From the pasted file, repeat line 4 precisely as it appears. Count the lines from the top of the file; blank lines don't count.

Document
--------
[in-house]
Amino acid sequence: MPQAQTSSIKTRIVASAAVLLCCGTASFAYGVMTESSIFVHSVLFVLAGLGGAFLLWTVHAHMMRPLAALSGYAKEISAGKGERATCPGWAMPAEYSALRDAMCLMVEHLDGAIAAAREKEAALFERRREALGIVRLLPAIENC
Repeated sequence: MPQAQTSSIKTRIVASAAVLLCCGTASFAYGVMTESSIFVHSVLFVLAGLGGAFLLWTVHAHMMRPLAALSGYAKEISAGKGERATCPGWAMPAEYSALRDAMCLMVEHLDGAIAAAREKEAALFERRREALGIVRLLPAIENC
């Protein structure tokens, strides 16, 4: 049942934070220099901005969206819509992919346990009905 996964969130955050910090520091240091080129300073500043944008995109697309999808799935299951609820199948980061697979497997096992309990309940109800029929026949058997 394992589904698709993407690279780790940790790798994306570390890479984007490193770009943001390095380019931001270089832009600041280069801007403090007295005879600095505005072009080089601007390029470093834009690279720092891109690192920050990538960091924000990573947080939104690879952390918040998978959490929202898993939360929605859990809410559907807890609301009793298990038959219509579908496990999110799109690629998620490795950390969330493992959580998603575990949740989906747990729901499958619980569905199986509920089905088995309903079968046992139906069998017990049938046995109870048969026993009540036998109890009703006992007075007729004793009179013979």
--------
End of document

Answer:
């Protein structure tokens, strides 16, 4: 049942934070220099901005969206819509992919346990009905 996964969130955050910090520091240091080129300073500043944008995109697309999808799935299951609820199948980061697979497997096992309990309940109800029929026949058997 394992589904698709993407690279780790940790790798994306570390890479984007490193770009943001390095380019931001270089832009600041280069801007403090007295005879600095505005072009080089601007390029470093834009690279720092891109690192920050990538960091924000990573947080939104690879952390918040998978959490929202898993939360929605859990809410559907807890609301009793298990038959219509579908496990999110799109690629998620490795950390969330493992959580998603575990949740989906747990729901499958619980569905199986509920089905088995309903079968046992139906069998017990049938046995109870048969026993009540036998109890009703006992007075007729004793009179013979």